Want to know more about the friends and neighbors of our ancestors and the lives they led? The History of Alamance, by Sallie Walker Stockard tells their stories. (Note: the colored text is a link that will take you to the free Google ebook which you can read online.) In her book, she mentions several of the rivers and creeks we find in the deeds for land owned by our ancestors: Sandy Creek, Stinking Quarter Creek, Deep River. It includes an interesting account of the Regulator Movement, which was a precursor of the American Revolution, led by some residents of Alamance County, North Carolina. At the end of the book, she includes detailed family histories of some of her ancestors.
While reading the book, I found myself struggling to remember which sides of the fight the “whigs” and “tories” were on. (My American history classes were such a long, long time ago.) For those of you in the same boat, here are the definitions:
- Whig: supported American independence from Great Britain during the Revolutionary War; later became the Republican Party in opposition to Andrew Jackson and the Democrats.
- Tory: supported the British Crown against the colonists who sought independence.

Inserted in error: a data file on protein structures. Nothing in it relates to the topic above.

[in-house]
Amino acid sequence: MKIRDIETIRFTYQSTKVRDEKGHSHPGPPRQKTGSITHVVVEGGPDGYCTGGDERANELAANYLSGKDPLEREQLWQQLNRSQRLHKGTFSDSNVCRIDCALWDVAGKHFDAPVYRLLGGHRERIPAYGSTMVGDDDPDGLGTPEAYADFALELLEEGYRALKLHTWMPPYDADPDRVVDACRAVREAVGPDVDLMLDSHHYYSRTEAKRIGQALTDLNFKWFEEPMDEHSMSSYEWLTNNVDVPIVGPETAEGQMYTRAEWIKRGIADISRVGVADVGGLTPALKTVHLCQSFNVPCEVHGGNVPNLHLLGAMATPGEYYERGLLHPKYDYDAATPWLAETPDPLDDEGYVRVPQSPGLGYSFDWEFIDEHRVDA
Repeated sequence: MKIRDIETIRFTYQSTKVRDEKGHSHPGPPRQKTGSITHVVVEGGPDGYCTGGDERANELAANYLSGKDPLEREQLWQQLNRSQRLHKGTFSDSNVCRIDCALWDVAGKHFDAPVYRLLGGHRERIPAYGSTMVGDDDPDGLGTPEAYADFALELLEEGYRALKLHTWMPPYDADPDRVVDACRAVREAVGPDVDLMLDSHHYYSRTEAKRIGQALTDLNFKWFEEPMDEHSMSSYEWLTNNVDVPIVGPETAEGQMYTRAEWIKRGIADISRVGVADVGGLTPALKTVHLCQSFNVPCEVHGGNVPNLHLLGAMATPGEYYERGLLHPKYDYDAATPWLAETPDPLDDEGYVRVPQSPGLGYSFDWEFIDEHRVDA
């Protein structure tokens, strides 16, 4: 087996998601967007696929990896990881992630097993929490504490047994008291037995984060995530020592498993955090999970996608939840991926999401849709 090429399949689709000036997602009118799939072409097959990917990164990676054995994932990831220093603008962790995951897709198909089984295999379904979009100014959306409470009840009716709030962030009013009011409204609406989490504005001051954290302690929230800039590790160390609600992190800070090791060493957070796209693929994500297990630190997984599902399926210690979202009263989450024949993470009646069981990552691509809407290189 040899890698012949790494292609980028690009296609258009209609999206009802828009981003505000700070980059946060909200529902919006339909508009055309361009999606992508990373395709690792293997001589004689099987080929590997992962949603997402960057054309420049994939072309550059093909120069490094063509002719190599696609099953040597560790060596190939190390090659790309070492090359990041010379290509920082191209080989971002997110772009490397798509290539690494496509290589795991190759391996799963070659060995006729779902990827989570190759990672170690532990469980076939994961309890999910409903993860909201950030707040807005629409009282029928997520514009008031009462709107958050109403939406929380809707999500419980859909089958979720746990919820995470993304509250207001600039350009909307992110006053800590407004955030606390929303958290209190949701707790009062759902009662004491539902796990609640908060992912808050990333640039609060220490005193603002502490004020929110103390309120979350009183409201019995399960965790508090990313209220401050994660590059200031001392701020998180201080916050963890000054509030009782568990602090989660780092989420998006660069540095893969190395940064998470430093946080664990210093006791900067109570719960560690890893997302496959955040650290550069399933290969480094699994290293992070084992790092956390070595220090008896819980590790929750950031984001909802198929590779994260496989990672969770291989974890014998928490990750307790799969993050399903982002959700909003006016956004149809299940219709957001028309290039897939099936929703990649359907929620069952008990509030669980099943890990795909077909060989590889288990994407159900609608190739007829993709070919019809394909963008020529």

The author, Sallie Walker Stockard, made history in 1898 as the first woman to earn a degree from the University of North Carolina. She wasn’t allowed to attend the commencement ceremony with her male peers, and wasn’t included in the class photograph. The University commemorated her achievements 100 years later. The press release about the event makes note of the difficulties she faced as a student, such as not being allowed to enter the library to study or borrow a book. It also says:
Stockard represented the independence of her generation of college women by marrying, having two children and eventually separating from her husband and taking back her maiden name, “a subject of no little controversy,” according to Gladys Hall Coates’ book.
As Stockard stated, “I have supported myself and brought up two children from birth without help. I am under no obligations to any man for the use of his name. . . . Shall I have to be cremated to keep that man’s name off my tombstone? Wooden headed tradition!”
I found this book by coincidence while researching a person in our family tree, Henry Jerome Stockard, who turns out to be Sallie Walker Stockard’s first cousin, once removed. Henry Stockard married Mildred Holding, who was Col. William F. Askew’s grand-daughter. Henry and Mildred are buried in the Holding/Askew family plot in Oakwood Cemetery, Raleigh, NC. Incidentally, the book is dedicated to General Julian Shakespere Carr, also in our family tree – more on him in a future post!